Patented oxidation process to manage hydrogen sulfide shows promise in initial phases
November 17, 2015 – In September 2015, we launched a new pilot program using patented, catalyzed oxidation technology applied during treatment of wastewater to control hydrogen sulfide (H2S), a naturally occurring gas that results from biological degradation of residues derived from sugar beet processing.
Our progressive wastewater management includes carefully monitoring the level of H2S that is present in holding ponds, which contain some of the organic waste material left over from sugar beet processing. Oxidation is one method used to control H2S, which can create odor issues if present in higher concentrations.
The technology converts H2S and oxidizes it to elemental sulfur using a proprietary catalyst, which is non-toxic, chemically inert, and, unlike H2S, is not a gas and not water-soluble. We have dedicated significant resources to proactively manage H2S over the past many years, and this pilot program is another step to ensure that SMBSC is continuously evaluating and testing new technologies that become available to quickly and efficiently control H2S.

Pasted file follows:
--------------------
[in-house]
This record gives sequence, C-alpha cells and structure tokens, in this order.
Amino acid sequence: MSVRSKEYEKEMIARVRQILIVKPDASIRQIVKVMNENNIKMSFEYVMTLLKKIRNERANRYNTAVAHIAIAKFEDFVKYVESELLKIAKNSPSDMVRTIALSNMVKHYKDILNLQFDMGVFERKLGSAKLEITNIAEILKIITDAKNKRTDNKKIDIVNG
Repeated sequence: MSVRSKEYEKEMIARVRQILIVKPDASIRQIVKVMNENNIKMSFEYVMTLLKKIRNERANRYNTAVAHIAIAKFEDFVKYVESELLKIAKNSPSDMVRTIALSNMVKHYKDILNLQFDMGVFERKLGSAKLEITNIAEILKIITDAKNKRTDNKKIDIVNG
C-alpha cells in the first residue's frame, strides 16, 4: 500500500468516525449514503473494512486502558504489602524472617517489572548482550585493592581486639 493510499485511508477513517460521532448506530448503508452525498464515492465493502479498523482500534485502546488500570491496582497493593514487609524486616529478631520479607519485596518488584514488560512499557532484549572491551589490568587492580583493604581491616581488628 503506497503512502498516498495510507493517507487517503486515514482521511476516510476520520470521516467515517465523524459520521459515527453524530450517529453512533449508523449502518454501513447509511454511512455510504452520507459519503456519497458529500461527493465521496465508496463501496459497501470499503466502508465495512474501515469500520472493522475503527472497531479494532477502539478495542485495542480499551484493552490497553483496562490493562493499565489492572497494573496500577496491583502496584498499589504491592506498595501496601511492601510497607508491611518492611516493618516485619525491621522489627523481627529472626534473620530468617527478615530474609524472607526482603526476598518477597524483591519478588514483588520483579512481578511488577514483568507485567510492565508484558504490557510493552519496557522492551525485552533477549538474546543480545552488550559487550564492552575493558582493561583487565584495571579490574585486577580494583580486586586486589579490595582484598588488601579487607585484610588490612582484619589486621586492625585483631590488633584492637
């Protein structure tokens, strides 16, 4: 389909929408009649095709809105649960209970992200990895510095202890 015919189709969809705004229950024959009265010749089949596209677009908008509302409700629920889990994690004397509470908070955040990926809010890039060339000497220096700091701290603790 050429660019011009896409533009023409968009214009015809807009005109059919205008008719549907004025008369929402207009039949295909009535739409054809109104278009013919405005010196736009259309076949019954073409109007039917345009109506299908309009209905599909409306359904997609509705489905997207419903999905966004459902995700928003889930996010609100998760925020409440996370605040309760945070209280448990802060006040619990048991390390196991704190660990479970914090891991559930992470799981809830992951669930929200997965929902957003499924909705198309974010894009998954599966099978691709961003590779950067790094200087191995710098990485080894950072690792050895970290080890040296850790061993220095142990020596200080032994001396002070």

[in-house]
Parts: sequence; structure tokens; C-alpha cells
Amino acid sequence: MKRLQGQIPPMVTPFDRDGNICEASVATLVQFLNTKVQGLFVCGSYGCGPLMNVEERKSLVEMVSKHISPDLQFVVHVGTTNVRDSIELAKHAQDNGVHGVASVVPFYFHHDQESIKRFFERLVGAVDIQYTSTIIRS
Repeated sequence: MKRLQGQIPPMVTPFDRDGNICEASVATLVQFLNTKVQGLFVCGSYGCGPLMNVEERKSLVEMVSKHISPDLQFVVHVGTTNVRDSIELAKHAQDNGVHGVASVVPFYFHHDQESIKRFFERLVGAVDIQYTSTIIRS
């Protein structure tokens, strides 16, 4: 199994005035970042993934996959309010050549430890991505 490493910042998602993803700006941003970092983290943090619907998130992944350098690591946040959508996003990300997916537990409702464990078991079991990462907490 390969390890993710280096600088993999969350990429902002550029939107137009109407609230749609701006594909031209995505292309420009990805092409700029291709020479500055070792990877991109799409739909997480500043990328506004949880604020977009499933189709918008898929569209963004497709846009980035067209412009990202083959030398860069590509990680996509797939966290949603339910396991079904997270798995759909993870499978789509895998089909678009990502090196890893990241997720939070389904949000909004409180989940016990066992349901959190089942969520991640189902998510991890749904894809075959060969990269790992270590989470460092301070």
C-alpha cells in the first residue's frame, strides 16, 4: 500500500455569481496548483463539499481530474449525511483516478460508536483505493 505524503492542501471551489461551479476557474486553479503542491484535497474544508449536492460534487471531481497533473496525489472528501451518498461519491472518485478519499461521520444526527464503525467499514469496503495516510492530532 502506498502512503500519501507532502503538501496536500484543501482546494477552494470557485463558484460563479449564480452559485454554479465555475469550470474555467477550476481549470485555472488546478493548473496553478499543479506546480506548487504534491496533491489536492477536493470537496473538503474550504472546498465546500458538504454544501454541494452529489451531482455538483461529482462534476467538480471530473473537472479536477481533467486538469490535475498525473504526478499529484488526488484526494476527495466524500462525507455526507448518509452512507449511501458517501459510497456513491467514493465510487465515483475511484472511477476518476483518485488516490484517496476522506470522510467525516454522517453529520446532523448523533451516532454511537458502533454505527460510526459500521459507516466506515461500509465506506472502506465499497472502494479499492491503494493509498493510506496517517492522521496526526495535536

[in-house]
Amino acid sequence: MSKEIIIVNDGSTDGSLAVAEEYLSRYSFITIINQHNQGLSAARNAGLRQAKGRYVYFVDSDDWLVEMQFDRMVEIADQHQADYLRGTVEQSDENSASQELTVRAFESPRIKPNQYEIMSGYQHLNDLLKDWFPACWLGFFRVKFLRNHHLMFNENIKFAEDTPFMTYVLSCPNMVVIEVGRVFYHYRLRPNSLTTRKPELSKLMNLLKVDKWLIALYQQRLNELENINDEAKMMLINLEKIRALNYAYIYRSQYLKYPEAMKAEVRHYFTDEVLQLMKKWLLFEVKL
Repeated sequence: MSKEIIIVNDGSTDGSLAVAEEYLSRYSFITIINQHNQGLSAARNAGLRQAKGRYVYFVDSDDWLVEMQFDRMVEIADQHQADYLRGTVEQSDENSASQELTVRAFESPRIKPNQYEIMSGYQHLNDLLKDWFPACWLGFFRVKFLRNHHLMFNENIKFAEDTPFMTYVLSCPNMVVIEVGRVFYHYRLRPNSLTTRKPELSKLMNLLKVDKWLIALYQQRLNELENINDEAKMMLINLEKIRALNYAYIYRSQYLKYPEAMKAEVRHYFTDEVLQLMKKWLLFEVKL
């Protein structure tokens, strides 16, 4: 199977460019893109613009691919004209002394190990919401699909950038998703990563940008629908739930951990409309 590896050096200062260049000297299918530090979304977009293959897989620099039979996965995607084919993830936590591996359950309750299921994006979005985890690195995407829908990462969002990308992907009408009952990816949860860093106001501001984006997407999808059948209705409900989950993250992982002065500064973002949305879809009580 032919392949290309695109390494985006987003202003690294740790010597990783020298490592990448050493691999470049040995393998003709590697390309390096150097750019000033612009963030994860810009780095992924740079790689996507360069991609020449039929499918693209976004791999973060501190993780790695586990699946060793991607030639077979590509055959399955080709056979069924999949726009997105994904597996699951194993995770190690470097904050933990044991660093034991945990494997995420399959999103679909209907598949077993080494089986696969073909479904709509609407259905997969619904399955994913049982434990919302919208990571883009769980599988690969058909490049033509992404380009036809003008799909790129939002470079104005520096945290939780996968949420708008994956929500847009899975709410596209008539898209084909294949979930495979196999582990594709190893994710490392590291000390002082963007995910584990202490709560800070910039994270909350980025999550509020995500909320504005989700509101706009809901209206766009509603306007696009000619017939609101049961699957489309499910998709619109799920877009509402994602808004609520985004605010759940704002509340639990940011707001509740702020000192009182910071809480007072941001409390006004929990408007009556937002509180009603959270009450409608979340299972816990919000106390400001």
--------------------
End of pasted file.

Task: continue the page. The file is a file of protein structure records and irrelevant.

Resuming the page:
Working with the approval of the Minnesota Pollution Control Agency, we determined that this process for oxidation, which applies hydrogen peroxide and catalyst through traditional irrigation, offered an improved system for SMBSC’s management program. Municipalities and industrial wastewater generators across the United States have begun to use the catalyzed oxidation technology because it works extremely fast and can target the sulfide more effectively.
Our initial and continued use of the technology show proven results, and we are engineering methods to deploy the technology on a full-scale basis. We have partnered with Hydrite Chemical Co., a leading provider of water treatment services in implementing this pilot program.